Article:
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run-ons
Old 11-29-2017, 10:35 PM
 
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My class this year is having a terrible time with run-on sentences when they try to get descriptive. They know what run-ons are, and mostly they know how to edit their work to avoid them. But when they're asked to use sense imagery or figurative language, the run-ons just start flowing.

I just graded a typewritten paragraph with an 11 pt font sentence that ran for 7 and a half lines.

What tips do you have for helping them recognize that descriptive doesn't necessarily mean stream of consciousness run-ons?


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A Different Approach
Old 11-30-2017, 10:39 AM
 
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Run-ons seem to be an ongoing issue from elementary to college. I made extensive use of The Coaching Model with my students to resolve persistent problems in reading and writing. It is based on the notion (taken from sports) that if you want someone to learn a skill quickly and correctly, it's best to model the correct way of performing that skill at the outset.

Consider this life or death situation. If I were to teach you how to rappel off a vertical cliff, you can be sure that I would begin by demonstrating the steps properly to help ensure that you would learn the correct way of rappelling. I certainly would not confuse you by showing you fifteen different ways of incorrectly using the climbing equipment. It would also be a waste of your time (and your life) to have you practice for hours untying poorly-tied knots and watching me descend using improper technique on purpose. I've always believed that knowing what mistakes are possible and how to avoid them are not be the best approach for instruction - just the opposite works best for me!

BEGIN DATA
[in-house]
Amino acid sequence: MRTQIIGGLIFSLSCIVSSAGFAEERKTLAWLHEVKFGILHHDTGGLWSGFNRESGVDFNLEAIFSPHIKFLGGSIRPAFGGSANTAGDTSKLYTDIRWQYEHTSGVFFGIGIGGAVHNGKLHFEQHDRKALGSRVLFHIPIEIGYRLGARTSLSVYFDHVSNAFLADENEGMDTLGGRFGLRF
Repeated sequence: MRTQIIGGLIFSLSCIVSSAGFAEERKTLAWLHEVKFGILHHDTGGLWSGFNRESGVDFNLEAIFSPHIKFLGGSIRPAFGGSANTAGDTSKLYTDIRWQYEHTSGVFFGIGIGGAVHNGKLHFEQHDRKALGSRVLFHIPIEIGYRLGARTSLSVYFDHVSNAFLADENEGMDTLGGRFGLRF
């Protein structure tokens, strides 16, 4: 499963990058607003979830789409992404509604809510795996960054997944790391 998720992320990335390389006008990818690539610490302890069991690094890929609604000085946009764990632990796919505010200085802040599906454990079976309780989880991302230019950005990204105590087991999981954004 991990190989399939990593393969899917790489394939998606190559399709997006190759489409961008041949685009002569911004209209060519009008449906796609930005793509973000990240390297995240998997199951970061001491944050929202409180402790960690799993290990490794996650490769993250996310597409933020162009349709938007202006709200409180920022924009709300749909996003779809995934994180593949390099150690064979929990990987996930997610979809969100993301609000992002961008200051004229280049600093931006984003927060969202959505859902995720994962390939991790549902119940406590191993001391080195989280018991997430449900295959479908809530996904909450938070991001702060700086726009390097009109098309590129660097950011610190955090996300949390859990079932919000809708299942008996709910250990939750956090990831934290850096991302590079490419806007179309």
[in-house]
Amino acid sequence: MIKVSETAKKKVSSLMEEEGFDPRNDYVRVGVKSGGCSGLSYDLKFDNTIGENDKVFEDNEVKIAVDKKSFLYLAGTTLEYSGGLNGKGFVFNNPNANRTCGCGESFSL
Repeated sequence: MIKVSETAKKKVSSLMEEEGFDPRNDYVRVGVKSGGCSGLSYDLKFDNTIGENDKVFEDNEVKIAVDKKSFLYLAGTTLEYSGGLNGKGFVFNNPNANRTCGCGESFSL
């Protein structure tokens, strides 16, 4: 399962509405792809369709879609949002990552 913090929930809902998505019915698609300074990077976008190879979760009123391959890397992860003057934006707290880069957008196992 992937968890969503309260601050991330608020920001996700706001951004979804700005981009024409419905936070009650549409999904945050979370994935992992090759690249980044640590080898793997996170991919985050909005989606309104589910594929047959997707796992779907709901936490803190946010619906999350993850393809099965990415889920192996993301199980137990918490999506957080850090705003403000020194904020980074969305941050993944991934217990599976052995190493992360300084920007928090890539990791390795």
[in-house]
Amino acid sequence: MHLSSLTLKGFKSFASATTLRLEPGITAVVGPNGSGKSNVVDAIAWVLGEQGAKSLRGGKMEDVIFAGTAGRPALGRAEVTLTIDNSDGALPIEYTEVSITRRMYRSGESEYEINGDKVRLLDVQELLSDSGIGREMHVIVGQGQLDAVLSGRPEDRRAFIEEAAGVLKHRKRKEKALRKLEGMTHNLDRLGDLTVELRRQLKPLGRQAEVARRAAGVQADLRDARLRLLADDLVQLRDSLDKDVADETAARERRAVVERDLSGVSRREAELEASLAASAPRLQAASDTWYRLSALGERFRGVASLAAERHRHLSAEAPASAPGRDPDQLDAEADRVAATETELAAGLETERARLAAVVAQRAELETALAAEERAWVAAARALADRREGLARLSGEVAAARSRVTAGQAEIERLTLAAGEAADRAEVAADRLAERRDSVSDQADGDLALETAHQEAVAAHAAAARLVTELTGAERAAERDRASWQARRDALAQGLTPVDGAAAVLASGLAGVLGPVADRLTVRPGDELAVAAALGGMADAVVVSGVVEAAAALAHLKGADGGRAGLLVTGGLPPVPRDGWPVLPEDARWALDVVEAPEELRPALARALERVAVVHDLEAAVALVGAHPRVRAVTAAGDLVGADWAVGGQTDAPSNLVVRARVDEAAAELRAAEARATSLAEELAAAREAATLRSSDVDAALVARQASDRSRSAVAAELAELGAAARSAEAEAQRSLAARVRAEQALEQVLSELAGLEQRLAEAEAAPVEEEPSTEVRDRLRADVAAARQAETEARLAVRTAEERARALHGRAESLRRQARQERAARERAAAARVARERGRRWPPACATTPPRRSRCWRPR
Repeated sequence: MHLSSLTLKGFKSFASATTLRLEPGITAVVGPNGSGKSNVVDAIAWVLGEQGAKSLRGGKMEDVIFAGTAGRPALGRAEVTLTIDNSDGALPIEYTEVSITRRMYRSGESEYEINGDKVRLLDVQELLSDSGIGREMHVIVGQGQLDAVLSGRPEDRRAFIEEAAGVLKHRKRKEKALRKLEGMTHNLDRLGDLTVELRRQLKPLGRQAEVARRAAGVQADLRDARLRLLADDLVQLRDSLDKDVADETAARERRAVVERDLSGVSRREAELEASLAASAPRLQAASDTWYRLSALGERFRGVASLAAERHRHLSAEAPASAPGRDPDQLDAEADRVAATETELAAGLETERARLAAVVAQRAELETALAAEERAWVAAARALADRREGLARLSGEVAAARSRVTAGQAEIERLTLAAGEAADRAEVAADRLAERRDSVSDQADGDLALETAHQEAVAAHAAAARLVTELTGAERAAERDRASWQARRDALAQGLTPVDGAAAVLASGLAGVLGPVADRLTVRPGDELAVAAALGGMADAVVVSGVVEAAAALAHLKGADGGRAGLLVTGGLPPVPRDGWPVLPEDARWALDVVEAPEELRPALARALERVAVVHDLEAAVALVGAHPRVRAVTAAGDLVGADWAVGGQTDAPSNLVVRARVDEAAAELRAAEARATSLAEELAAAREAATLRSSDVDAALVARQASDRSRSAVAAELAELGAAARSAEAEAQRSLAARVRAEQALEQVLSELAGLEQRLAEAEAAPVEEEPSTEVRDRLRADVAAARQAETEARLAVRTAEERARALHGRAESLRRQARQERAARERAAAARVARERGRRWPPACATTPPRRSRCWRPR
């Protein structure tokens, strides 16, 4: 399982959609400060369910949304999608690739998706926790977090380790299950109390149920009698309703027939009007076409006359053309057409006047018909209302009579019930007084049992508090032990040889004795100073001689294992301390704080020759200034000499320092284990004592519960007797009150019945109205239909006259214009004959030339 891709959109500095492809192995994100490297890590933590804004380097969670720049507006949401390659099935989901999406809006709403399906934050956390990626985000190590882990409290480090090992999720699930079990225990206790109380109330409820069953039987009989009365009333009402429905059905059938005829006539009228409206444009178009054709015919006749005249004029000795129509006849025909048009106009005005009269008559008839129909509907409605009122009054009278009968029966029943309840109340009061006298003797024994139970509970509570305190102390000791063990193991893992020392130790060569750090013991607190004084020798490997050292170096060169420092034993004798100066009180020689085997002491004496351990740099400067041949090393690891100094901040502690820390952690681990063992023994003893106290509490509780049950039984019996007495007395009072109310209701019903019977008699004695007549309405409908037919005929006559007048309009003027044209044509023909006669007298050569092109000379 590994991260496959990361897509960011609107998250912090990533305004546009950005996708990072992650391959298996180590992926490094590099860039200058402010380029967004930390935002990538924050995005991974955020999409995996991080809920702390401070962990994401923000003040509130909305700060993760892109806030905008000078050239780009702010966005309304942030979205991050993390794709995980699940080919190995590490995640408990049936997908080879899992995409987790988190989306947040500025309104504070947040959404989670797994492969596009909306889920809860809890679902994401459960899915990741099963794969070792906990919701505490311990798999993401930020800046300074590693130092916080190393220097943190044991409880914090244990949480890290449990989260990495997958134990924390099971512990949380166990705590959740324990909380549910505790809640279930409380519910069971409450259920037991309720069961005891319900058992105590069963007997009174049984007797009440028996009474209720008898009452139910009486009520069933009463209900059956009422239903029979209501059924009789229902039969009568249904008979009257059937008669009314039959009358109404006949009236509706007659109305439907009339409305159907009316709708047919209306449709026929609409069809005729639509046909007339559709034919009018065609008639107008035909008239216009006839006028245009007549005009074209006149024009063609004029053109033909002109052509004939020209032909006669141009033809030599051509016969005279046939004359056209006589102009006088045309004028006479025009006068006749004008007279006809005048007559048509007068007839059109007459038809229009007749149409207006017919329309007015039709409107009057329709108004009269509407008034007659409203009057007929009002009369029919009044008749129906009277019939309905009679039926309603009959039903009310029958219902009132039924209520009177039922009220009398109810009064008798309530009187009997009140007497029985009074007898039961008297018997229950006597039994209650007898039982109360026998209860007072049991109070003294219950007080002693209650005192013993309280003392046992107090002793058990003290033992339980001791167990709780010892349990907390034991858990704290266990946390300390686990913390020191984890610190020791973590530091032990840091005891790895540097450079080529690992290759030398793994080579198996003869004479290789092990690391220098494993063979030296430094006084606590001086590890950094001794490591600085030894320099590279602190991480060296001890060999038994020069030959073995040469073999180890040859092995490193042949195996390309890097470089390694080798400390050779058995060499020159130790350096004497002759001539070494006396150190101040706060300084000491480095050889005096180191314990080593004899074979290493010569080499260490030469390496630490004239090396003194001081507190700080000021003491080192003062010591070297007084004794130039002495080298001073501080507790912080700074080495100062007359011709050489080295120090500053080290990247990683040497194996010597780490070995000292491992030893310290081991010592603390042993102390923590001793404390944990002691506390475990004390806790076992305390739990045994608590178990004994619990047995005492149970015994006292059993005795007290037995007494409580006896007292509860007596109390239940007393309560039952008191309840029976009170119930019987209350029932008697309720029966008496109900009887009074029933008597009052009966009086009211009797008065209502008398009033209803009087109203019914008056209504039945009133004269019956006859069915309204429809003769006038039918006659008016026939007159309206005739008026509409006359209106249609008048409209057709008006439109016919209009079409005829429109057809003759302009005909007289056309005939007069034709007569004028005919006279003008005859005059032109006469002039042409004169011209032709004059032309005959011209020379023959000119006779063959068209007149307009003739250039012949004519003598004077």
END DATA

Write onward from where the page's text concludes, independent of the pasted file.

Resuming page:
Eliminate Run-On Sentences

This is how I stamped out run-ons with my low-performing K-6 students. I never purposely showed them an incorrectly written sentence. Instead, the early stages of my sentence-writing instruction always began with repetitive models showing proper word order, syntax, capitalization and punctuation - the models became increasingly familiar to everyone through daily practice (i.e. copying the sentences). Unlike the ever-popular D.O.L., they were learning the proper way of writing sentences. After just a few days, run-ons were noticeably less common and after a few months, proper sentences were the norm with the exception of 3-4 students. At the end of the school year, even my 2nd graders were writing proper sentences that were 14-16 words in length!

Try learning French or any other foreign language via the popular writing method of correcting mistakes!

Last edited by Ucan; 11-30-2017 at 12:02 PM..
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Old 11-30-2017, 12:24 PM
 
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This is exactly how I teach writing. But for some reason this year, the ideas of "sense imagery" or "figurative language" unravel what they seem to know in other types of writing.
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Old 11-30-2017, 06:23 PM
 
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i've found that having them read aloud their work and listening to when they have to pause helps. (best when one-on-one so you can help point out where they're pausing..often they can't hear it themselves.) sigh...good luck!
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